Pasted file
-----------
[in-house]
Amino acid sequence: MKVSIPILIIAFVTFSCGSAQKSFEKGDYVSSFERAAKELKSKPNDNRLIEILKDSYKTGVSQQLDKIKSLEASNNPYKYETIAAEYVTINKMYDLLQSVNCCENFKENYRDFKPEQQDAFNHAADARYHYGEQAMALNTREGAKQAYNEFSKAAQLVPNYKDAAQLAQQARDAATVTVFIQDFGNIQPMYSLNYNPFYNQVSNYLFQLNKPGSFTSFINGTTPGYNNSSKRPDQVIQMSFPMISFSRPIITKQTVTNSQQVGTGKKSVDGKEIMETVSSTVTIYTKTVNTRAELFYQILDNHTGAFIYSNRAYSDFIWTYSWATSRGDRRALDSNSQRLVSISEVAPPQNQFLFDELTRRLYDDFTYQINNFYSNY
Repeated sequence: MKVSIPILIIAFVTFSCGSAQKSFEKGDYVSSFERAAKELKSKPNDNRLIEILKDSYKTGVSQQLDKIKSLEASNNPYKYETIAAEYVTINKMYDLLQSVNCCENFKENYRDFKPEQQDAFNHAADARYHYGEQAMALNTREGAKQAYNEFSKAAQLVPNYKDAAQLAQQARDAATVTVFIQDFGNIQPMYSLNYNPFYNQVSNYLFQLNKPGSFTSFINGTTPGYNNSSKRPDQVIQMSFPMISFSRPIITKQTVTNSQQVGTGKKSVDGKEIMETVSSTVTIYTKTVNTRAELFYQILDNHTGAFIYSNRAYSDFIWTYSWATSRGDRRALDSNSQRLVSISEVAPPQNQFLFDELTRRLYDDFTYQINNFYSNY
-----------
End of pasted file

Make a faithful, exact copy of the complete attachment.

[in-house]
Amino acid sequence: MKVSIPILIIAFVTFSCGSAQKSFEKGDYVSSFERAAKELKSKPNDNRLIEILKDSYKTGVSQQLDKIKSLEASNNPYKYETIAAEYVTINKMYDLLQSVNCCENFKENYRDFKPEQQDAFNHAADARYHYGEQAMALNTREGAKQAYNEFSKAAQLVPNYKDAAQLAQQARDAATVTVFIQDFGNIQPMYSLNYNPFYNQVSNYLFQLNKPGSFTSFINGTTPGYNNSSKRPDQVIQMSFPMISFSRPIITKQTVTNSQQVGTGKKSVDGKEIMETVSSTVTIYTKTVNTRAELFYQILDNHTGAFIYSNRAYSDFIWTYSWATSRGDRRALDSNSQRLVSISEVAPPQNQFLFDELTRRLYDDFTYQINNFYSNY
Repeated sequence: MKVSIPILIIAFVTFSCGSAQKSFEKGDYVSSFERAAKELKSKPNDNRLIEILKDSYKTGVSQQLDKIKSLEASNNPYKYETIAAEYVTINKMYDLLQSVNCCENFKENYRDFKPEQQDAFNHAADARYHYGEQAMALNTREGAKQAYNEFSKAAQLVPNYKDAAQLAQQARDAATVTVFIQDFGNIQPMYSLNYNPFYNQVSNYLFQLNKPGSFTSFINGTTPGYNNSSKRPDQVIQMSFPMISFSRPIITKQTVTNSQQVGTGKKSVDGKEIMETVSSTVTIYTKTVNTRAELFYQILDNHTGAFIYSNRAYSDFIWTYSWATSRGDRRALDSNSQRLVSISEVAPPQNQFLFDELTRRLYDDFTYQINNFYSNY